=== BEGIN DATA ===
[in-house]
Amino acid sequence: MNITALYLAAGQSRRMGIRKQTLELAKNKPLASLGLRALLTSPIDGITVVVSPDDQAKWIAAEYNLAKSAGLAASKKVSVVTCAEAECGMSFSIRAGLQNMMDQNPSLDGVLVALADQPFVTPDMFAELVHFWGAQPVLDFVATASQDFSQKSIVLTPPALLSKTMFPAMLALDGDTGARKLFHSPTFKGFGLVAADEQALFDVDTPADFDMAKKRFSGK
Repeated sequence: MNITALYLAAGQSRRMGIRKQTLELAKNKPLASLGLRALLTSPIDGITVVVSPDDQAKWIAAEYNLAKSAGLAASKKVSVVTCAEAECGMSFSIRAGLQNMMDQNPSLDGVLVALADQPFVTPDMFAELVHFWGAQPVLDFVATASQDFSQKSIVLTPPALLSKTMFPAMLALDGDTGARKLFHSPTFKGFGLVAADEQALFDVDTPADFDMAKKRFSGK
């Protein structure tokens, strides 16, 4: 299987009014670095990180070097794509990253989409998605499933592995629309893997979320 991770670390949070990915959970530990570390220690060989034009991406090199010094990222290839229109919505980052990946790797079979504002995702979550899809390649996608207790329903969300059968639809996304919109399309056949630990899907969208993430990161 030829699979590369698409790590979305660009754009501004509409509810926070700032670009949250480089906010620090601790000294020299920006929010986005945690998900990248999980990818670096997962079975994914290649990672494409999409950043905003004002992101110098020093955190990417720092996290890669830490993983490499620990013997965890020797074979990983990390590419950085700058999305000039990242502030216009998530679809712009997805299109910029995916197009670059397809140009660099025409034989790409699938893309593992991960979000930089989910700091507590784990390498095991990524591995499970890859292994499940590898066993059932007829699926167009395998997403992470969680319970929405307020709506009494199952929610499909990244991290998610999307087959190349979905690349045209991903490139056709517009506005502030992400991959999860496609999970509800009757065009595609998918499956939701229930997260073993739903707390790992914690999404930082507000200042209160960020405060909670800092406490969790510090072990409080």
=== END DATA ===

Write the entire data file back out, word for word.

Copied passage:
[in-house]
Amino acid sequence: MNITALYLAAGQSRRMGIRKQTLELAKNKPLASLGLRALLTSPIDGITVVVSPDDQAKWIAAEYNLAKSAGLAASKKVSVVTCAEAECGMSFSIRAGLQNMMDQNPSLDGVLVALADQPFVTPDMFAELVHFWGAQPVLDFVATASQDFSQKSIVLTPPALLSKTMFPAMLALDGDTGARKLFHSPTFKGFGLVAADEQALFDVDTPADFDMAKKRFSGK
Repeated sequence: MNITALYLAAGQSRRMGIRKQTLELAKNKPLASLGLRALLTSPIDGITVVVSPDDQAKWIAAEYNLAKSAGLAASKKVSVVTCAEAECGMSFSIRAGLQNMMDQNPSLDGVLVALADQPFVTPDMFAELVHFWGAQPVLDFVATASQDFSQKSIVLTPPALLSKTMFPAMLALDGDTGARKLFHSPTFKGFGLVAADEQALFDVDTPADFDMAKKRFSGK
């Protein structure tokens, strides 16, 4: 299987009014670095990180070097794509990253989409998605499933592995629309893997979320 991770670390949070990915959970530990570390220690060989034009991406090199010094990222290839229109919505980052990946790797079979504002995702979550899809390649996608207790329903969300059968639809996304919109399309056949630990899907969208993430990161 030829699979590369698409790590979305660009754009501004509409509810926070700032670009949250480089906010620090601790000294020299920006929010986005945690998900990248999980990818670096997962079975994914290649990672494409999409950043905003004002992101110098020093955190990417720092996290890669830490993983490499620990013997965890020797074979990983990390590419950085700058999305000039990242502030216009998530679809712009997805299109910029995916197009670059397809140009660099025409034989790409699938893309593992991960979000930089989910700091507590784990390498095991990524591995499970890859292994499940590898066993059932007829699926167009395998997403992470969680319970929405307020709506009494199952929610499909990244991290998610999307087959190349979905690349045209991903490139056709517009506005502030992400991959999860496609999970509800009757065009595609998918499956939701229930997260073993739903707390790992914690999404930082507000200042209160960020405060909670800092406490969790510090072990409080």